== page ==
Subject: INCIDENTS #15
Date: October 27, 1998



The Reverend John Elmore DuBois

Edited by Elizabeth A. DuBois
(c) 1998  DuBois Publishing Co, Simsbury, Connecticut. All rights

FIVE (cont.)

A Surprise Visit

Late one evening in December, 1822, after the busy inmates of our
pleasant home had come in from their labors, a venerable stranger rode
up and asked to be entertained for the night.  He was kindly received by
Mr. Mims, our generous host, and was soon seated before a glowing fire
that threw its cheerful light and radiant heat over all around.  The
tall and commending figure of the stranger, his elegant manners and
pleasant and dignified conversation, inspired everyone with a desire to
know who he was.  Tea was soon announced, and after a good supper, Mr.
Mims proffered to show him to his room that he might retire early and
take a good night's rest.  It was our class meeting night and Mr. Mims
so announced to him by way of courtesy.  He said he was not much
fatigued, that he was refreshed by his supper and that it would be his
pleasure to go with us.  

	Arnold Campbell, a local preacher, was our class leader.  He was a
young man, but zealous in all good works.  Our place of meeting was in
the Academy.  After the leader had discharged his duty to each member of
the class, he then addressed himself to the visitor whose response was
so full, simple and eloquent, that we were all deeply impressed, and
still more anxious to know the stranger; be the conventional code and
principle modesty of our society would not allow us to be very
inquisitive under any circumstances, and especially to strangers.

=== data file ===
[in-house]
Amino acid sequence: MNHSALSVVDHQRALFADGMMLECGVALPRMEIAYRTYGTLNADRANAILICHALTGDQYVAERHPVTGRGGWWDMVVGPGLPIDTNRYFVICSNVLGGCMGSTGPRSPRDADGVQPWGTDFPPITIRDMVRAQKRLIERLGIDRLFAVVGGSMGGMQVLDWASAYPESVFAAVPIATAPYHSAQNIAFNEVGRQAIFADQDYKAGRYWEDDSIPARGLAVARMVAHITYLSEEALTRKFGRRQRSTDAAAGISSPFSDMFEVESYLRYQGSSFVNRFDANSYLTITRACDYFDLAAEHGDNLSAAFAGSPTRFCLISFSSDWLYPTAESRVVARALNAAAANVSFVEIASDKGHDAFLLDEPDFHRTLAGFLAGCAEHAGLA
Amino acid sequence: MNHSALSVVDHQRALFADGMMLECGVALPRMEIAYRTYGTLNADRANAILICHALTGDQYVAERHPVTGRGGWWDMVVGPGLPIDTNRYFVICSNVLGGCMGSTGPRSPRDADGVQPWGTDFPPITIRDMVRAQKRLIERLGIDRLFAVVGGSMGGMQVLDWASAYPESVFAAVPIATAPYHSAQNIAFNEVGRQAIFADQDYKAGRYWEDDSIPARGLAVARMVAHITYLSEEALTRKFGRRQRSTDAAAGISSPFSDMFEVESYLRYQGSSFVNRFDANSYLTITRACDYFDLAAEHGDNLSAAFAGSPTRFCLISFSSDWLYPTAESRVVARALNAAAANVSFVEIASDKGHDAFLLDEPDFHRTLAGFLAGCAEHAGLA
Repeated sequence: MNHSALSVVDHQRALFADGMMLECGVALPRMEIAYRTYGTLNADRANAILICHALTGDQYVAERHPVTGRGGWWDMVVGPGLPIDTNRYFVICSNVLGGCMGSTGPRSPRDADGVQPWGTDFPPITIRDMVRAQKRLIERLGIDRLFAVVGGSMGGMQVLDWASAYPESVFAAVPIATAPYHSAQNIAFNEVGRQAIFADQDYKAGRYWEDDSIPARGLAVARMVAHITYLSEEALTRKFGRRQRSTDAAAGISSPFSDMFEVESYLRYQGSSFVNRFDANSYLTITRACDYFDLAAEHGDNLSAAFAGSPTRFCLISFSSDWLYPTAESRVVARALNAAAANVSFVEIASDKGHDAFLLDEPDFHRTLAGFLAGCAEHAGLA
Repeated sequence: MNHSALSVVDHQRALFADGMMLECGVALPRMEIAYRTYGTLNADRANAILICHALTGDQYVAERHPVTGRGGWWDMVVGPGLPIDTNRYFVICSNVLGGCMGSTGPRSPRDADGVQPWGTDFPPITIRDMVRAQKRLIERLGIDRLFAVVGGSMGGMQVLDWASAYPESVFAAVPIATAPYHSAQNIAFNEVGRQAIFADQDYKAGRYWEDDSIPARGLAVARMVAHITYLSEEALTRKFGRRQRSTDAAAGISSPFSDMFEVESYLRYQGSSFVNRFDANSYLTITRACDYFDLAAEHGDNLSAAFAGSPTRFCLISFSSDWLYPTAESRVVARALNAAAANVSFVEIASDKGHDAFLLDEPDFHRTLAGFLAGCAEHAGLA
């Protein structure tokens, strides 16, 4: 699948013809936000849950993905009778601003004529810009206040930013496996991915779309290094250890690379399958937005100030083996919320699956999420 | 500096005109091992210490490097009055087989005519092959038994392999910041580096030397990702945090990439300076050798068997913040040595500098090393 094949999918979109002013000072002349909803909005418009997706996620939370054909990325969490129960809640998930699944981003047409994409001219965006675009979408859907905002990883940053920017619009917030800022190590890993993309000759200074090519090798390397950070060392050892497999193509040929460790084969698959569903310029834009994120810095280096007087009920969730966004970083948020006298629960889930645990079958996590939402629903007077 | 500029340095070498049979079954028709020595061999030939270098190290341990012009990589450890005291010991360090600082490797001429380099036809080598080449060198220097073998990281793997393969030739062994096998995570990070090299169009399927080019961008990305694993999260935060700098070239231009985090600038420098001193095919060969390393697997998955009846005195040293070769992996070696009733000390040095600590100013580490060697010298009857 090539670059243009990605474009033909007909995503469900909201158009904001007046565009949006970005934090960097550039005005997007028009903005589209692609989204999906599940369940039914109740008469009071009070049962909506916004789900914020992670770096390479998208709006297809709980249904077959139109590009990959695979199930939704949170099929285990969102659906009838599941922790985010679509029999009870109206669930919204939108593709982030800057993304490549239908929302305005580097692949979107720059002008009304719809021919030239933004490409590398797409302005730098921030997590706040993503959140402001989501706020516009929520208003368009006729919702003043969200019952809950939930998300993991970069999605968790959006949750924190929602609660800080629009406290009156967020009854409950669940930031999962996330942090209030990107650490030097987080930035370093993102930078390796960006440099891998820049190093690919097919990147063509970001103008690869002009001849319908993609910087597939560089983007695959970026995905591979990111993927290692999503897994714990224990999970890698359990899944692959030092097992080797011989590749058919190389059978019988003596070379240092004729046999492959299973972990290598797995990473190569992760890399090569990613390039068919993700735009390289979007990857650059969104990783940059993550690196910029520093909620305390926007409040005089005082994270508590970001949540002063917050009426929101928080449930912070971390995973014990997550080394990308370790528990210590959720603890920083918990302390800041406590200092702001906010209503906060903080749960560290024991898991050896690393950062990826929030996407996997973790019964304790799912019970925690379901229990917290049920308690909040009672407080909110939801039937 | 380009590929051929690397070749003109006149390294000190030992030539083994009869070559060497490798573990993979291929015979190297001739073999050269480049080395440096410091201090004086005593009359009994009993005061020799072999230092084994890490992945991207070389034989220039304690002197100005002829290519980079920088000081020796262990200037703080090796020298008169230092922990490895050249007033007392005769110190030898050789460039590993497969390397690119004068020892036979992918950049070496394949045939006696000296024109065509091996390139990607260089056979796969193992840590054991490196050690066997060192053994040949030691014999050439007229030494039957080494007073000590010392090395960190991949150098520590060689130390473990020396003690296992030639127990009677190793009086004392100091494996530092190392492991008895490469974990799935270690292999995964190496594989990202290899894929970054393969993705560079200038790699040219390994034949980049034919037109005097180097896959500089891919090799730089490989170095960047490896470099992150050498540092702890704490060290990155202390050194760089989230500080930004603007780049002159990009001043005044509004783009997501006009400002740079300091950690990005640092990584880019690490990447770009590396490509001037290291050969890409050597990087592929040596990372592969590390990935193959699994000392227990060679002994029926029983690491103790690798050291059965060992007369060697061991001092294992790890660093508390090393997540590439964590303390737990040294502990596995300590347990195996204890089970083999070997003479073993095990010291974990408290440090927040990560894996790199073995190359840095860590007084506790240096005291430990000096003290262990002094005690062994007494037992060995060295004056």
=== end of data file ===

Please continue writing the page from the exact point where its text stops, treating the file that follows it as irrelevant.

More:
When we reached the inn, on our return from the services, Mr. Mims
again offered to conduct him to his room, but he replied, "Before
retiring let us have prayers".  The Book was handed, an appropriate
lesson read, and then followed such a prayer as we have seldom heard. 
By this time curiosity as at its height.

	Bro. Campbell and some others went with him to his room.  Without
further ceremony Bro Campbell asked him if he would preach for him the
next day, promising to secure for a congregation.  He said, "How do you
know that I am a preacher?  I guess you would like to know who I am.  I
am Robert R. Roberts." So, by entertaining a stranger, we had the honor
of entertaining a live Bishop unawares.  He consented to preach, and did
so the next day, very much to the edification and spiritual profit of
the people and took his leave to the regions far beyond, expressing
himself as much pleased with his sojourn among us, as we were delighted
and profited by his visit.

[To be continued.]

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